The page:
there is no tangible material to hold so. In this view; the court should have held that the suit for declaration of title of A & B schedule properties by the plaintiff is unsustainable. On the other hand, counsel for the respondent contended that the properties dealt with in Ext. B-11 are admittedly joint family properties; that the Will Ext. B-11 was executed on 29.8.1932 when Armugham was not the sole surviving coparcener; that the life estates given to Sadachiammal and the plaintiff over A and B schedule properties were in lieu of their antecedent right of maintenance; that since Sadachiammal died on 13.6.1957 after the Hindu Succession Act, the life estate obtained by her over A schedule properties, enlarged into an absolute estate. Similarly, Ext. B-10, maintenance decree, obtained by the plaintiff in OS 191 of 1937 against Armugham Pillai, charged on the plaint properties is proof positive to show that she was given a life estate in lieu of her antecedent right of maintenance and the life estate so given to the plaintiff regarding B schedule properties also got enlarged into an absolute estate. So the bequests made regarding A & B schedule properties in favour of the first defendant could not and did not take place at all. The suit filed by the plaintiff was rightly decreed by both the courts below.

8. The finding of the trial court that the plaint properties were dedicated to the first defendant Temple as per Ext. B-11 and it was not a case of creation of mere charge over the suit properties, was not adjudicated but was left open by the High Court. The scope and effect of Ext. B- 11 document called for discussion of alternate views. The further question whether the properties dealt with in Ext. B-11 were joint family properties or separate properties of the testator and whether Armugham Pillai was competent to deal with the properties by a testamentary instrument was also a moot question. During the course of hearing of the appeal, we indicated to counsel that in view of the above and the fact that the properties have been given as per Ext. B-11 for a laudable purpose - the charities to ba carried on in the Temple - the entire matter requires a second look in a broad sense. Plaint A schedule contains seven items of properties. Some of them are very valuable prime properties in Coimbatore fetching substantial income. During the pendency of the appeal in this Court an order was passed on 6.4.1987 requiring the plaintiff to deposit Rs 2,500/- as contribution for the maintenance of the Temple. Considering the very valuable properties dealt with in Ext. B-11, (A and B schedule) we suggested to counsel, as to why the plaint A & S schedule properties should not be made liable and charged to that extent for the performance of the charities in the first defendant Temple. Counsel, appearing on both sides, agreed to our suggestion. In all the circumstances of the case, we are of the view that it is only just and fair and for doing complete justice in the matter, that a sum of Rs. 24,000/- per year should be paid to the 1st defendant temple for the performance of the charities specified in Ext. B-11 Will and a charge created over plaint A & B schedule properties to that extent. Counsel appearing for both the parties graciously agreed to this suggestion. We hold that a sum of Rs. 24,000/- shall accordingly be paid every year to the first defendant temple, by the person or persons who are entitled to A and B schedule properties, and the said properties shall stand charged to that extent. As we stated earlier, we are not deciding in this appeal, the validity and nature of the interests, that have been created as per the Wills executed by Sadachiammal and the plaintiff.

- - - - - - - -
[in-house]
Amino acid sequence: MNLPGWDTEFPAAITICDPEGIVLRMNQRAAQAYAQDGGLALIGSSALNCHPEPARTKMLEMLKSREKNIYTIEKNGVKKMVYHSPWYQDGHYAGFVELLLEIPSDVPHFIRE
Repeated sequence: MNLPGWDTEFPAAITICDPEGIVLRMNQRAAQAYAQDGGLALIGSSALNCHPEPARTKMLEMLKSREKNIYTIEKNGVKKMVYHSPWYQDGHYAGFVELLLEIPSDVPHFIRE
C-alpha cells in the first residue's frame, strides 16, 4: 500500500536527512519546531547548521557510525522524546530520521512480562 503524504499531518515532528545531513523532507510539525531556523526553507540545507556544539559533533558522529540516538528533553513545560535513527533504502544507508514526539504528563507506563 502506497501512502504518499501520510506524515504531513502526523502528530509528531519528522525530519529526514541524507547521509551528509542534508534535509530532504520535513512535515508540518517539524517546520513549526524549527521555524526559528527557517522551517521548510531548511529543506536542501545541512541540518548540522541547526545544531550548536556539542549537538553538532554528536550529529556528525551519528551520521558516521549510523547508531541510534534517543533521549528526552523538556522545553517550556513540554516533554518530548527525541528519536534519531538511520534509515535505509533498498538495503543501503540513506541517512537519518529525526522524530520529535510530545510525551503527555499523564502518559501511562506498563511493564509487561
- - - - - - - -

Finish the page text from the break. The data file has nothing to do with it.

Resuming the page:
9. The appeal is disposed of as above. There shall be order as to costs.